But, how can you tell whether you should use 「いい」vs 「上手」or 「悪い」vs 「下手」? Well, even though we mentioned it ties into whether skill is used, this can definitely be a grey area due to many things that are 「good」having to do with skill. Though, the best way to know is on a case by case basis, often, you can suss out which you can use if you’re saying 「good (AT)」or 「bad (AT)」naturally. Like, you may say ‘Your Japanese is good, innit’ in English, and you can even say this in Japanese as 「日本語が上手ですよね。」nihongo ga jouzu desu. lit. Japanese is skilled. But, the point is you have to check if you would switch the same phrase around to say ‘good at’. And, obviously in the case of ‘Your Japanese is good’ in English, ‘You are good at Japanese’ would suss out as a coherent idea.
This could get a bit murky with end products, such as 文字が上手、moji ga jouzu, ‘your characters(letters) are good’, but again, this implies the work or skill that was put into it caused a good end product. So, you could equally say, ‘you’re good at characters’. So, maybe you may say a film is 「いい」, ii, good, because you’re probably not sitting over the director’s shoulder telling them the work they put in is good based on skill– But, if you were in that situation, you could still say it’s a ‘good film’ if you were talking about it overall or 映画が上手、eiga ga jouzu, if you’re talking to the director and telling them they’re good at making films, speaking of the work put into it. It would definitely be a very broad phrase. But, it really just depends on the implications when it comes to the word choice when you start to wade in semantics and minutia.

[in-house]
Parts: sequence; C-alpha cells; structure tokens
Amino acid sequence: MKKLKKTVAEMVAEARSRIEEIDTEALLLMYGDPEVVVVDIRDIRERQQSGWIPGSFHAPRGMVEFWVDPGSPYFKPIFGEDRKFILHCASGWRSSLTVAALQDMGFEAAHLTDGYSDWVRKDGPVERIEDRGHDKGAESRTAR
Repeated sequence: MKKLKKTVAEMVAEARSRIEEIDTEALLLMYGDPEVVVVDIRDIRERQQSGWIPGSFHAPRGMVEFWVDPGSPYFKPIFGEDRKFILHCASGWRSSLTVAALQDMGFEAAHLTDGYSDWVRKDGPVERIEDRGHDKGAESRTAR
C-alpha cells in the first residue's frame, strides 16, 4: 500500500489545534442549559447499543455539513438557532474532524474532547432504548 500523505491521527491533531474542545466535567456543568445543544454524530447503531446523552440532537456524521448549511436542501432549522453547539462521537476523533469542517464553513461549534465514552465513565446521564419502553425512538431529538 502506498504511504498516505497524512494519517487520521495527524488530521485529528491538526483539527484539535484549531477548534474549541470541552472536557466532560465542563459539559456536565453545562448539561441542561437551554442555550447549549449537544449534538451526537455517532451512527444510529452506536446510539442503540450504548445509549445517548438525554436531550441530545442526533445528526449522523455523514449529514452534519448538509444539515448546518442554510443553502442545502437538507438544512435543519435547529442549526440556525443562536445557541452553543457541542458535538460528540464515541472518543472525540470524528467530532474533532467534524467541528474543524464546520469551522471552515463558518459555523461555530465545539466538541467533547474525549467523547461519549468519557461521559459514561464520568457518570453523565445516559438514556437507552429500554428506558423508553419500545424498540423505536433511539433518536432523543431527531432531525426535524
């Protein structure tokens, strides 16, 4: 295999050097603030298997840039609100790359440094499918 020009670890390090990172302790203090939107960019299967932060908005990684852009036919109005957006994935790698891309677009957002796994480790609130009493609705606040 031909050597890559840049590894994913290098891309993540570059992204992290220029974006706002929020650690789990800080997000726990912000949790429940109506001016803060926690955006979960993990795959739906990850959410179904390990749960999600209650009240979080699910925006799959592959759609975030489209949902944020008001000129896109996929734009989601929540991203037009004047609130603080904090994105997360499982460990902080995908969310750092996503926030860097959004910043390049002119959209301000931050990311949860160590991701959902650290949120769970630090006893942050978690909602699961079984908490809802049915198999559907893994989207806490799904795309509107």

However, don’t be surprised if you see these words used in other contexts with different readings! In fact, if a sumou wrestler performs the 下手、shitate, move, they may perform it 上手に, jouzuni, and you may see a performer enter 下手、shimote, stage right, but still 上手に演じる, jouzu ni enjiru, skillfully perform. Equally, a sumou wrestler could perform 上手, uwate, but do so 下手に, heta ni, unskillfully. And, a performer could enter 上手、kamite, stage left, and still 下手に演じる, heta ni enjiru, perform unskillfully.
In the end, you probably won’t have to worry about the more minute versions of these kanjiin everyday interactions, unless you’re a performer on stage in Japan or enjoy a bit of sumou, but it’s just a great example of how word choice in different languages can differ so widely. Though ‘good’ and ‘bad’ may be your choice English words, it’s quite different in Japanese. So, if you’d like to become 上手 at Japanese, be sure to never assume which word you should use and delve a bit deeper even with seemingly simple phrases. The only difference between 下手 and 上手 is a bit of time, effort, and patience!